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Queue input stream of calls

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A random process given in some form or other and describing the appearance of calls in the queue. The input stream is usually defined by random sequences , where , are the time intervals between the arrivals in the system of the batches of requests of sizes respectively. If , the stream is called single. Equivalently, the input stream can be given by a point process , giving the number of calls arriving in the system up to time . It can be assumed, for the sake of being specific, that .

The most common requirement usually placed on the input stream is stationarity. This condition can be of two kinds: either stationarity in the narrow sense is required of the sequence (denoted by ), or it is required that be a process with increments that are stationary in the narrow sense (denoted by ). These requirements, in general, do not coincide (cf. Stationary stochastic process).

The intensity of a stationary stream is the number

If , then

so that is equal to the mean number of calls which arrive in the system in unit time. If the sequence is stationary and ergodic and if , then

In other cases the relation between and the distribution of the sequence can be more complicated.

Let there be given a process with intensity and initial value . Closely associated with the number is another parameter of the input stream, defined by

This limit always exists and . If , then if and only if the input stream is single.

In studying the properties of the input stream one often uses the so-called Palm functions

(1)

(here ), which have the meaning of the conditional probabilities that calls arrive in the interval under the condition that a call has arrived at time . The function is related to the distribution of by:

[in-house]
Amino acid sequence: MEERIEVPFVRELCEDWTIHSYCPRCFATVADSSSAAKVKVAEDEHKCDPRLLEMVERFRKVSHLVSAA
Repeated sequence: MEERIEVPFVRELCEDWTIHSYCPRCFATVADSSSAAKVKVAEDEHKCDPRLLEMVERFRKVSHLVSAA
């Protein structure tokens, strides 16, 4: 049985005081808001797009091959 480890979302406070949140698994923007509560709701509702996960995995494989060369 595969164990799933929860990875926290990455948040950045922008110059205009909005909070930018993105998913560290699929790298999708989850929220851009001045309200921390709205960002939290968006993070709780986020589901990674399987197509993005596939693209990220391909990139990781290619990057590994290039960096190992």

If , then

A significant role in queueing theory is played by the so-called simplest, or Poisson, input stream — a stationary input stream for which , . In order to define the simplest stream in terms of it is required that be Poisson (cf. Poisson process). The increments of this process in disjoint time intervals are independent and have Poisson distributions with parameters proportional to the length of the intervals.

Non-homogeneous Poisson streams also find broad application (particularly in telephony); these are characterized as processes with independent increments distributed by the Poisson law:

where is the drift function of the process (in the homogeneous case ).

The special role of Poisson processes in queueing theory is explained in many respects by the fundamental limit theorem for input streams, which asserts that under broad assumptions the sum of a large number of arbitrary independent stationary input streams of low intensity converges to a Poisson process. The frequent use of the assumption that the input flow is Poisson rests on the fact that in many applications real input streams are formed in precisely that way (for example, the stream of calls arriving at a telephone exchange is the sum of the weak streams originating from the individual subscribers).

Below, the fundamental limit theorem is given in two forms. The first relates to the sum of arbitrary (non-stationary) input streams.

Suppose one is given increasing sets of independent process , depending on (that is, a triangular array), and the following notation:

In addition, for any fixed , let

as , uniformly in (this is the condition of low intensity of the streams ). Then in order that the finite-dimensional distributions of the process

converge to the distributions of a Poisson process with drift function , it is necessary and sufficient that as ,

If in the triangular array under discussion the processes and are single, then the following result also holds. Let be the intensity of and, as , let

Then for the convergence of the finite-dimensional distributions of the processes to a distribution of a Poisson process with parameter it is necessary and sufficient that for each ,

(2)

where is the Palm function for the process , defined by (1). If, as ,

uniformly in , then (2) is obviously satisfied.

For references see Queueing theory.

How to Cite This Entry:
Queue input stream of calls. A.A. Borovkov (originator), Encyclopedia of Mathematics. URL: http://www.encyclopediaofmath.org/index.php?title=Queue_input_stream_of_calls&oldid=12417
This text originally appeared in Encyclopedia of Mathematics - ISBN 1402006098